ST depression at caesarean section and the relation to oxytocin dose. A randomised controlled trial
Article first published online: 6 JUL 2010
© 2010 The Authors Journal compilation © RCOG 2010 BJOG An International Journal of Obstetrics and Gynaecology
BJOG: An International Journal of Obstetrics & Gynaecology
Volume 117, Issue 9, pages 1165–1166, August 2010
How to Cite
Jonsson, M., Hanson, U., Lidell, C. and Nordén-Lindeberg, S. (2010), ST depression at caesarean section and the relation to oxytocin dose. A randomised controlled trial. BJOG: An International Journal of Obstetrics & Gynaecology, 117: 1165–1166. doi: 10.1111/j.1471-0528.2010.02626.x
- Issue published online: 6 JUL 2010
- Article first published online: 6 JUL 2010
- Accepted 28 April 2010.
We thank A. Butwick and R. Dyer1 for their interest in our paper ‘ST depression at caesarean section and the relation to oxytocin dose. A randomised controlled trial’,2 and we wish to respond to their comments.
Practice regarding the administration of oxytocin for caesarean section varies widely. In Sweden an intravenous (i.v.) bolus is common. During the preparatory work of this study in 2004, a questionnaire was sent to the majority of the obstetric units in Sweden, and we found that 70% administered an i.v. bolus of 10 iu oxytocin, 21% administered an i.v. bolus of 5 iu oxytocin, and that infusions were rare. Thus, the use of 10 iu of oxytocin in the study reflected the routine in Sweden at that time.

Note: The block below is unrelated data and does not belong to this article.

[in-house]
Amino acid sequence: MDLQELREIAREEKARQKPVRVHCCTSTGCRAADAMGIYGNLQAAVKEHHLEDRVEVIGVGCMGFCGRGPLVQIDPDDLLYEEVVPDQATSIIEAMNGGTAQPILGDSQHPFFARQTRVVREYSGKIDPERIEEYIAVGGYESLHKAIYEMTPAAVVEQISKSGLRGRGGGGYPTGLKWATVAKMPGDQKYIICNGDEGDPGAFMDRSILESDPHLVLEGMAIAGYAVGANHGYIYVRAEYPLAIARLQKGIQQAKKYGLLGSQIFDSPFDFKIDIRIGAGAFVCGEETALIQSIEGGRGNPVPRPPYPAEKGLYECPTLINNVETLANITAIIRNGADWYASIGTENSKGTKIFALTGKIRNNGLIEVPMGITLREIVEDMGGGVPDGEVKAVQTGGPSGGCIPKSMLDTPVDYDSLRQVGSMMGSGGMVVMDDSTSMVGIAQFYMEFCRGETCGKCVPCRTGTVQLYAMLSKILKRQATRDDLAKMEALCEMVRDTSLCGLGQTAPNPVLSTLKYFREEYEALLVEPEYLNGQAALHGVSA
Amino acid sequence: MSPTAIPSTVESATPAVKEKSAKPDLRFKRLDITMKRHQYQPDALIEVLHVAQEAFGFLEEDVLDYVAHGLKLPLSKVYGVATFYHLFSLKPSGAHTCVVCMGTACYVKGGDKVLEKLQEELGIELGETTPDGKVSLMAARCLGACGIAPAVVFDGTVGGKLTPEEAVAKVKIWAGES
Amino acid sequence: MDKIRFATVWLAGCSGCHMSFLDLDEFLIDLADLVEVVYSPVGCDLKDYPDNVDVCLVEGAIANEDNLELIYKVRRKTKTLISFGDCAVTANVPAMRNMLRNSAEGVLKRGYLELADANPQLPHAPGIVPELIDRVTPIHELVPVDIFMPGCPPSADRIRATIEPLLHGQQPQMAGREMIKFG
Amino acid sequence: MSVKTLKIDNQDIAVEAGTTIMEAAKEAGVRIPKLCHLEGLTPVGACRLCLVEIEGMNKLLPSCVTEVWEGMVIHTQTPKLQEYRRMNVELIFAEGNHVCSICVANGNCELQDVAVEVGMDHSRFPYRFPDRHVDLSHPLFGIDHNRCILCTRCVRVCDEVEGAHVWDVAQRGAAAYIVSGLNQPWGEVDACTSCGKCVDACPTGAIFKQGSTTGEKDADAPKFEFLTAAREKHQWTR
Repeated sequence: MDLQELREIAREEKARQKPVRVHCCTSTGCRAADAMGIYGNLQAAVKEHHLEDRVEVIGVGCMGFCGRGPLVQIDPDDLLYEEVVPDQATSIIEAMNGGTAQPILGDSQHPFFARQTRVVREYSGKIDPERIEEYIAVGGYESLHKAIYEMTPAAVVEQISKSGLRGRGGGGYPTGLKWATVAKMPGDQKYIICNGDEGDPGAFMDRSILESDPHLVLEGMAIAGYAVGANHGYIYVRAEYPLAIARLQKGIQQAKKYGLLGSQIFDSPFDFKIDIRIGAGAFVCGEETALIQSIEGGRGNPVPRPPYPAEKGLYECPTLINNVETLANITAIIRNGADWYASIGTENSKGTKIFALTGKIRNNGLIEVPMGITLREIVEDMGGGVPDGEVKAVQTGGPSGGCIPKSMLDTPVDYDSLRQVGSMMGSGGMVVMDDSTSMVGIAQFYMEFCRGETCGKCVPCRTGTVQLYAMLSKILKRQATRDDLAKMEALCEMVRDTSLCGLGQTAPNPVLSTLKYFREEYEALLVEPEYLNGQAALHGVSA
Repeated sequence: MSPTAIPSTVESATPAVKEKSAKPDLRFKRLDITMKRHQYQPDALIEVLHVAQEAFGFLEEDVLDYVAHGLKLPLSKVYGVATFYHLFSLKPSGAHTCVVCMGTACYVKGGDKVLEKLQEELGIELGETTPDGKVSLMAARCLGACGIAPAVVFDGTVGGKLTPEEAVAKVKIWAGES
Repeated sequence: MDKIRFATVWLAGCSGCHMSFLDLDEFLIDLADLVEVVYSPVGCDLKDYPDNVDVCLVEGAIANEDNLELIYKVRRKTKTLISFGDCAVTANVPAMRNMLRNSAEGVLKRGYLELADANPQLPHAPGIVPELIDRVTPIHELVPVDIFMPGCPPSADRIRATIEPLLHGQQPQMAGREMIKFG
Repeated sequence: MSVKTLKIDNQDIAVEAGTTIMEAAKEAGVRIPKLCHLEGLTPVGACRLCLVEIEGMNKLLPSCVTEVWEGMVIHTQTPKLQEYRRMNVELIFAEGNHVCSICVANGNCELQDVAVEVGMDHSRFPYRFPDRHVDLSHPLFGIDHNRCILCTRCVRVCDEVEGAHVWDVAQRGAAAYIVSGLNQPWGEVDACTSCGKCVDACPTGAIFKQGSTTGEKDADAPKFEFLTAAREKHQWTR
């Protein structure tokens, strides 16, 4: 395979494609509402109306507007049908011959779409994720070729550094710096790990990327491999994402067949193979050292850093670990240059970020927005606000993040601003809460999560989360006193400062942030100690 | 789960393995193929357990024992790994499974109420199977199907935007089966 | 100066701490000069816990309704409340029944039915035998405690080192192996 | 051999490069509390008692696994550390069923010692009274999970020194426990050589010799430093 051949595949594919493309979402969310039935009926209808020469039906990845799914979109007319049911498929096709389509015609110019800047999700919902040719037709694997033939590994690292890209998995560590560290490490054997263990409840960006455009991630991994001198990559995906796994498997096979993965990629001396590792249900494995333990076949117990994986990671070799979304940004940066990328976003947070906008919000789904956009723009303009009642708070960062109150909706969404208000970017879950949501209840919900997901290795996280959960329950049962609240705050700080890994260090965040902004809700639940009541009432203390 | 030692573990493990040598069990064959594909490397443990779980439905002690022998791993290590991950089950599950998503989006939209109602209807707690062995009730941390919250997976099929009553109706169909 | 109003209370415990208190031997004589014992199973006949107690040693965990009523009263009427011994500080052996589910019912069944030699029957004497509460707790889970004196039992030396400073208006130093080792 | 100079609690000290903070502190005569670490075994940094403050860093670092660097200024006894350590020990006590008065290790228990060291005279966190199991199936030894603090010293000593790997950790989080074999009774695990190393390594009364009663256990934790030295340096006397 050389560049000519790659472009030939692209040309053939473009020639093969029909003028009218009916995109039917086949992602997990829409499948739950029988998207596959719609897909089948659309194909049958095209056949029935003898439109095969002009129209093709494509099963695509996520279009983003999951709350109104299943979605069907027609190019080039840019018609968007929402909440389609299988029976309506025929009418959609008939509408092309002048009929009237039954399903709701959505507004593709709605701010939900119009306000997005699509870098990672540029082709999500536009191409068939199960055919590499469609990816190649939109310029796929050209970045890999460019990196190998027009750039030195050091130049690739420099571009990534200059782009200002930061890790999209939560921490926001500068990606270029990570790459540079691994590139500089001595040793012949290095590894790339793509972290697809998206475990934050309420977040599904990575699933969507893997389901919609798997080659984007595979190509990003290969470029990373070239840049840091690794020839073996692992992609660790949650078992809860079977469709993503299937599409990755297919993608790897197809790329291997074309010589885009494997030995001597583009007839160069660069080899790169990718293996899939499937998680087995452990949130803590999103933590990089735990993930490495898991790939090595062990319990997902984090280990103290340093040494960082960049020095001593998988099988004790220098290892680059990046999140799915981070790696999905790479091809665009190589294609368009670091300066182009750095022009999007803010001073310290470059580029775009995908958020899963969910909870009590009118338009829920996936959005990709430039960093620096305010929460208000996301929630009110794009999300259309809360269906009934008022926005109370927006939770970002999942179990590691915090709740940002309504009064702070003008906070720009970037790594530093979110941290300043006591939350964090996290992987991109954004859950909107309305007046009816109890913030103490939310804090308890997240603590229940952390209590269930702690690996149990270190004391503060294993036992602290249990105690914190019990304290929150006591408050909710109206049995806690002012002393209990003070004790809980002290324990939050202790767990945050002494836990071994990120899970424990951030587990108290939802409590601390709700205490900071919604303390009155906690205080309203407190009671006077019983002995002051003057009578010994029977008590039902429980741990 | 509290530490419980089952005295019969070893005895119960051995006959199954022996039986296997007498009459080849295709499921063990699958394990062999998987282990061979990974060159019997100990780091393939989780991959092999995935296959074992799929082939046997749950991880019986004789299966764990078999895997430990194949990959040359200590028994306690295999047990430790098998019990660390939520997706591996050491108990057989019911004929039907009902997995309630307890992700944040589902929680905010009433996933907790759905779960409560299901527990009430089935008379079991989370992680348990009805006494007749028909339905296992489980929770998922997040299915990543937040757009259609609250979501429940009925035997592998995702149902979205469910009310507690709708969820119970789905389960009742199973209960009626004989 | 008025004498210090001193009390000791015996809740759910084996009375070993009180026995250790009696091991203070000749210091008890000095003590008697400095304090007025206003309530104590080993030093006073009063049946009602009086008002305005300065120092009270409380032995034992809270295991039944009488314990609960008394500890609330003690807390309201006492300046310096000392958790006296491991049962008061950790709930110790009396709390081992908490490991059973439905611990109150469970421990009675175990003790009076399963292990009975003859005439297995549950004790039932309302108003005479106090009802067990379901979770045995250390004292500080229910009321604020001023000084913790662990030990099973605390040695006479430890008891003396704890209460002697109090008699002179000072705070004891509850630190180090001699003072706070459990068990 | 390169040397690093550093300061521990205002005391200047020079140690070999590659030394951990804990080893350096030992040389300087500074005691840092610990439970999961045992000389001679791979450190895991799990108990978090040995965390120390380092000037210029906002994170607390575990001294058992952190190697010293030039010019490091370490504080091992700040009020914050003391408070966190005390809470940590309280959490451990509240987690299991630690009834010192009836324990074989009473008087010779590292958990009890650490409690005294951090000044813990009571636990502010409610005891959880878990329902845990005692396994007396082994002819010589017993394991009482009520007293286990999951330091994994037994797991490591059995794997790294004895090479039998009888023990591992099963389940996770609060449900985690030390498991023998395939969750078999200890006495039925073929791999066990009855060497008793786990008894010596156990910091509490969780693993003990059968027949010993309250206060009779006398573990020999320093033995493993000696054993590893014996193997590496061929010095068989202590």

Additional oxytocin, as well as other uterotonics, were spaced out from the initial oxytocin bolus (11 minutes in mean), and in the event of the occurrence of ST depression it had resolved within that time. Therefore, we do not think that the requirement of additional oxytocin limited the comparison of ST changes between groups.
Oxytocin was diluted with normal saline to a total volume of 10 ml and then given as an i.v. bolus dose in 1 minute. ST changes occurred within 120 seconds of the bolus, and as electrocardiograms (ECGs) were recorded by continuous ambulatory ECG monitoring, these observations are accurate and could not have occurred earlier. In the study by Svanstrom et al.,3 oxytocin was undiluted, and was given as a quick bolus over a few seconds, which could explain the difference in time of occurrence.
We agree to the fact that atropine use was relatively high in this study, and it cannot be excluded that the effects of atropine may have had an influence on outcome variables. However, there was no difference in the number or quantity of doses between groups. The timing of atropine administration was 11 ± 4 versus 16 ± 7 minutes (mean ± SD) prior to delivery in the 5- and 10-iu groups, respectively (P = 0.1).
We did not find a reason to stop the study after the interim analysis, despite the high prevalence of ST depressions, as the calculation was uncertain, there were only a few cases with an elevation of troponin I, and, as pointed out previously, the use of 10 iu oxytocin was common practice in Sweden at that time. The procedure used for the sample size calculation could possibly have biased the results in favour of a type-I error, which was addressed as a limitation to the study.
The aim of our study was to investigate whether there was a difference in the rate of ECG changes indicating myocardial ischemia between two different doses of oxytocin, and not to investigate the optimal dose of oxytocin for maintenance of uterine tone. Valuable studies on these issues have shown that oxytocin bolus doses can be reduced or omitted in the non-labouring women, although the requirement of additional uterotonics is not uncommon in these low-dose regimens.4–6